To Limit Climate Change, Scientists Try To Improve Solar And Wind Power
Solar energy in Wisconsin continued to grow in 2019, as more homeowners had rooftop panels installed and big utilities started building multi-panel solar farms.
Wind power is increasing more slowly in the state. However, developers are again coming forward with proposals for multiple turbines.
Nationally, researchers are working on ways to get even more energy from solar and wind, as states like Wisconsin aim to reduce their carbon emissions over the next few decades.
One reason solar energy is growing in Wisconsin is due to the silicon panels becoming more efficient. But scientists haven't finished trying to improve panel efficiency. The National Renewable Energy Laboratory (NREL) in Golden, Col., is one of the research facilities experimenting with brushing a lab-made solution called perovskite onto a portion of a panel called a solar cell.
In a demonstration video supplied by NREL, senior scientist Maikel van Hest says that, in the lab anyway, the painted cell and its electrical connections called contacts, produce more energy.
"There you go! That's how you paint a perovskite solar cell," he says. "And you imagine that ultimately what you could do is you could see a company come in with a truck in front of your house and they would basically paint on the contacts first, dry those, and paint the perovskite over it. That you would have photovoltaic cells on the side of your house, put protective coating on it, and we're done."
Another NREL scientist, David Moore, says the new solar cells could be made faster and help meet what's expected to be a growing global demand for energy. However, he says the problem has been lack of stability.
"A solar cell with perovskites will last a couple years. We need to get that to 20-25 years, and that's the big forefront in perovskite research, is getting them to last longer," Moore told members of the Society of Environmental Journalists during a recent tour of NREL.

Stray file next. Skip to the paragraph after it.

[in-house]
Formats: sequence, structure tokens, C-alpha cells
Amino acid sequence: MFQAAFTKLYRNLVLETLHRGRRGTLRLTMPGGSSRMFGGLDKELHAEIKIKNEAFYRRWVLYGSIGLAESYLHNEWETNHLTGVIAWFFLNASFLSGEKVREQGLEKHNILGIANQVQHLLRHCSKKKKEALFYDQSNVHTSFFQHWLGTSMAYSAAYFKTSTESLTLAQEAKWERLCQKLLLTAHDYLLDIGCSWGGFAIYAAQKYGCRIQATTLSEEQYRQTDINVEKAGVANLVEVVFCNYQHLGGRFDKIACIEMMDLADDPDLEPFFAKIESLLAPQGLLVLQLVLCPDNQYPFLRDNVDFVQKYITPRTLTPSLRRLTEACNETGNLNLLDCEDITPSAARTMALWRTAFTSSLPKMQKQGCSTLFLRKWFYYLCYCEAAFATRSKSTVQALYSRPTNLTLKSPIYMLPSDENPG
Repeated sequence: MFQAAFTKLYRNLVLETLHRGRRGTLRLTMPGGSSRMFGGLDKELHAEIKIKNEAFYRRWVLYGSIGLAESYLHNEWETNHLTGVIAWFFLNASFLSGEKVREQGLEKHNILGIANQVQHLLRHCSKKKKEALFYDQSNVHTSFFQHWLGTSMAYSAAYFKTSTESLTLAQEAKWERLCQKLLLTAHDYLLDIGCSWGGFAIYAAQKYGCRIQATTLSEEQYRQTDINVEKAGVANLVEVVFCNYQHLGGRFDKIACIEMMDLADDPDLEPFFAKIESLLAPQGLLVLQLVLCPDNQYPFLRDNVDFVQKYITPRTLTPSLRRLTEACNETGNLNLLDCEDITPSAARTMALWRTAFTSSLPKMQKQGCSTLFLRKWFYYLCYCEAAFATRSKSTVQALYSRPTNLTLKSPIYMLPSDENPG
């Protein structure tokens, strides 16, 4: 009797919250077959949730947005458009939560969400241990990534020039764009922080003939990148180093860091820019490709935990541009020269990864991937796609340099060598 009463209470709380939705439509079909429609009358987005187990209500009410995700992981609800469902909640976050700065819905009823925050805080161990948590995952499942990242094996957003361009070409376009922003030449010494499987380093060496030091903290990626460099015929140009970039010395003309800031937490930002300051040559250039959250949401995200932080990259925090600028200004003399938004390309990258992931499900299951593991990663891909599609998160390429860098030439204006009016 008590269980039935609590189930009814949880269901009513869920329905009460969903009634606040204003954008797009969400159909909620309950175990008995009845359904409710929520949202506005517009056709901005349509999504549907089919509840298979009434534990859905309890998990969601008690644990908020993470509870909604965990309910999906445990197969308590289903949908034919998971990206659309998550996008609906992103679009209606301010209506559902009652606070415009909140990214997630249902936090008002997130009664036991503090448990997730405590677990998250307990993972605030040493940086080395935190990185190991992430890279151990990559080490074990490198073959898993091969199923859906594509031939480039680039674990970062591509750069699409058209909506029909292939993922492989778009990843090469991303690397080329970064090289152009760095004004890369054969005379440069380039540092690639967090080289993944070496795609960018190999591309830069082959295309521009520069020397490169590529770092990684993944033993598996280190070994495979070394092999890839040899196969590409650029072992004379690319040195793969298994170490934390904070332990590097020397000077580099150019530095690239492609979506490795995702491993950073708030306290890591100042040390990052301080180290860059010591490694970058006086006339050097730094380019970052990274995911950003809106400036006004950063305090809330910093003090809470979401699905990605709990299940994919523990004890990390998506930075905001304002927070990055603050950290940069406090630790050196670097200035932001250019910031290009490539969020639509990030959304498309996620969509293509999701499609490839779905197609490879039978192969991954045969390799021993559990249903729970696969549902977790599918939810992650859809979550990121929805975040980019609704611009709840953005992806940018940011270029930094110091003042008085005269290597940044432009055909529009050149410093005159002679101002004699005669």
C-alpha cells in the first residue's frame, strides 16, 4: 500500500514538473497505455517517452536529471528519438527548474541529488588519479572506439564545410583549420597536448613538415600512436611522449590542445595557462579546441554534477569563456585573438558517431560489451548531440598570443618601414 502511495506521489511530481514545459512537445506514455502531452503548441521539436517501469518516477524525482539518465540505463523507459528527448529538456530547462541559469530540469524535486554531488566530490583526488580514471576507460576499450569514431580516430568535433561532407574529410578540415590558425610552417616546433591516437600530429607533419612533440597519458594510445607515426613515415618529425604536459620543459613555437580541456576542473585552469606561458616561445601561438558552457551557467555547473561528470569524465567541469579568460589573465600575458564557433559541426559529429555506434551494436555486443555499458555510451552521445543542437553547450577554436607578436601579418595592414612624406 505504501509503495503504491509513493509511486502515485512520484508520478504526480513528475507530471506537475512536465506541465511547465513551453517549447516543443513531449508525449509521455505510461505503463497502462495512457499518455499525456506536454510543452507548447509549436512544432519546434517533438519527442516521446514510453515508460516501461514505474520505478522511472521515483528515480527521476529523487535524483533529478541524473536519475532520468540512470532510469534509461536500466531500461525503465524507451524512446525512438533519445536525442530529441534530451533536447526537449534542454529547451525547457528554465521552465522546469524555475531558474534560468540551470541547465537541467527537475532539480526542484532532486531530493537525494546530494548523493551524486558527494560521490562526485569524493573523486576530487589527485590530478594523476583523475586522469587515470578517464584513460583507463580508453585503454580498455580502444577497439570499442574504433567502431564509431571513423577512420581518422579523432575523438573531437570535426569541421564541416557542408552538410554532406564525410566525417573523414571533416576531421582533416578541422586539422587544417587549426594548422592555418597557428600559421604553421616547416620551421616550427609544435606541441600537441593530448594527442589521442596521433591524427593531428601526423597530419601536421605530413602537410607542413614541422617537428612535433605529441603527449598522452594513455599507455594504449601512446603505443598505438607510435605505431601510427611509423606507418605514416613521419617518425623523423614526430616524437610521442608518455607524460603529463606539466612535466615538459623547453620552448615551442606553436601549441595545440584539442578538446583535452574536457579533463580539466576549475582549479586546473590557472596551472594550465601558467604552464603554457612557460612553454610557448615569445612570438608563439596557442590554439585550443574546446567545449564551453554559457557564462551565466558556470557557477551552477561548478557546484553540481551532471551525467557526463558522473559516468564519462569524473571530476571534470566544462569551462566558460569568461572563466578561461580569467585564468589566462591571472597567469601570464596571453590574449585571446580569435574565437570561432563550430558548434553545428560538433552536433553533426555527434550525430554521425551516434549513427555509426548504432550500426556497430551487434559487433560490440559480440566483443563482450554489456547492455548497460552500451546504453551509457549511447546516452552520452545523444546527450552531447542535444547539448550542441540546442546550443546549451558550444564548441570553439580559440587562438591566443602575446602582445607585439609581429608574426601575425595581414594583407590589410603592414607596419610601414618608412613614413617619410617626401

Another part of improving renewable energy is making wind turbines more productive. At NREL's Insight Center, a large screen showing energy model simulations dominates an otherwise darkened room. Visualization scientist Nicholas Brunhart-Lupo points to a display on the screen that shows how spinning turbines at one edge of a wind farm can cause an airflow called a wake, which curtails the power generation of other turbines.
"So what we find in these simulations is these four turbines back here, since they have this used air, this low-velocity wake being blown to their faces, they're only generating about 20% of the energy they should be generating," he explains.
Brunhart-Lupo says the simulations can help wind farm developers with placement of turbines as well as adjustments to the rotor and blades — called the yaw system.
Continued progress with renewables may be vital to any state or national pledges to reduce use of fossil fuels and carbon emissions linked to climate change. Some scientists say to limit a rise in global temperature, there must be a big decline in emissions by 2050.
But even utilities that say they support use of more renewables aren't ready to let go of some energy sources. Jonathan Adelman of Xcel Energy, which serves part of Western Wisconsin, says Xcel is on track to close its last two coal-fired power plants in Minnesota. But he says the company will need more natural gas plants, even though they wouldn't run as often.
"It's not perfect. And it is in conflict with our ultimate goal of being carbon-free," says Adelman. "But if we want to facilitate the transition, we still need resources to help that happen."
Some in the solar industry would like utilities that say they need more natural gas plants to put out competitive bids to see what else might be possible. Solar advocates also note that in some states, energy regulators still favor the utilities.
Meanwhile, solar slowly marches ahead, including here in southeastern Wisconsin.
On the roof of a ranch-style home in River Hills, a work crew from the major solar firm Sunrun recently installed mounting brackets for solar panels.
Sunrun Public Policy Director Amy Heart says she supports research into more efficient renewables. But she says another innovation may have to come in the way regulators think.
"Instead of allowing and thinking about from the perspective of the utility builds the power plant, they replace one plant with another one, they invest in the infrastructure; is really thinking about how can these distributed solutions like rooftop solar — and especially rooftop solar paired with batteries — how can that actually reduce some of what the utility needs?”
Large-scale energy storage batteries are already being used in some limited cases. But energy researchers continue to make improvements to them, too, as scientists race to reduce the expected additional harm of climate change.
Support is provided by Dr. Lawrence and Mrs. Hannah Goodman for Innovation reporting.
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